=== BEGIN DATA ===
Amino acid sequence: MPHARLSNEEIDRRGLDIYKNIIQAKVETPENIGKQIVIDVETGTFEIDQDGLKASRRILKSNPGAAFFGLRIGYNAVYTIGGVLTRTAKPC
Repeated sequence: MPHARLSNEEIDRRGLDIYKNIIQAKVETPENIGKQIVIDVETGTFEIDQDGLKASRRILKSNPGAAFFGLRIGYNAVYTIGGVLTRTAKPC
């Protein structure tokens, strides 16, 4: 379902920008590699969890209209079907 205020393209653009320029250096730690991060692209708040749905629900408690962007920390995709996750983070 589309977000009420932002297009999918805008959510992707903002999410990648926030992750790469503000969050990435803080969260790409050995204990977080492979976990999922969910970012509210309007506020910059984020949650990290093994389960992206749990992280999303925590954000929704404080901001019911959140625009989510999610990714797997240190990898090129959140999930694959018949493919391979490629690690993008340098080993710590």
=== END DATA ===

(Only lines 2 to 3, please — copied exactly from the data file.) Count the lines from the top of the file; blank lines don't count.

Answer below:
Repeated sequence: MPHARLSNEEIDRRGLDIYKNIIQAKVETPENIGKQIVIDVETGTFEIDQDGLKASRRILKSNPGAAFFGLRIGYNAVYTIGGVLTRTAKPC
């Protein structure tokens, strides 16, 4: 379902920008590699969890209209079907 205020393209653009320029250096730690991060692209708040749905629900408690962007920390995709996750983070 589309977000009420932002297009999918805008959510992707903002999410990648926030992750790469503000969050990435803080969260790409050995204990977080492979976990999922969910970012509210309007506020910059984020949650990290093994389960992206749990992280999303925590954000929704404080901001019911959140625009989510999610990714797997240190990898090129959140999930694959018949493919391979490629690690993008340098080993710590």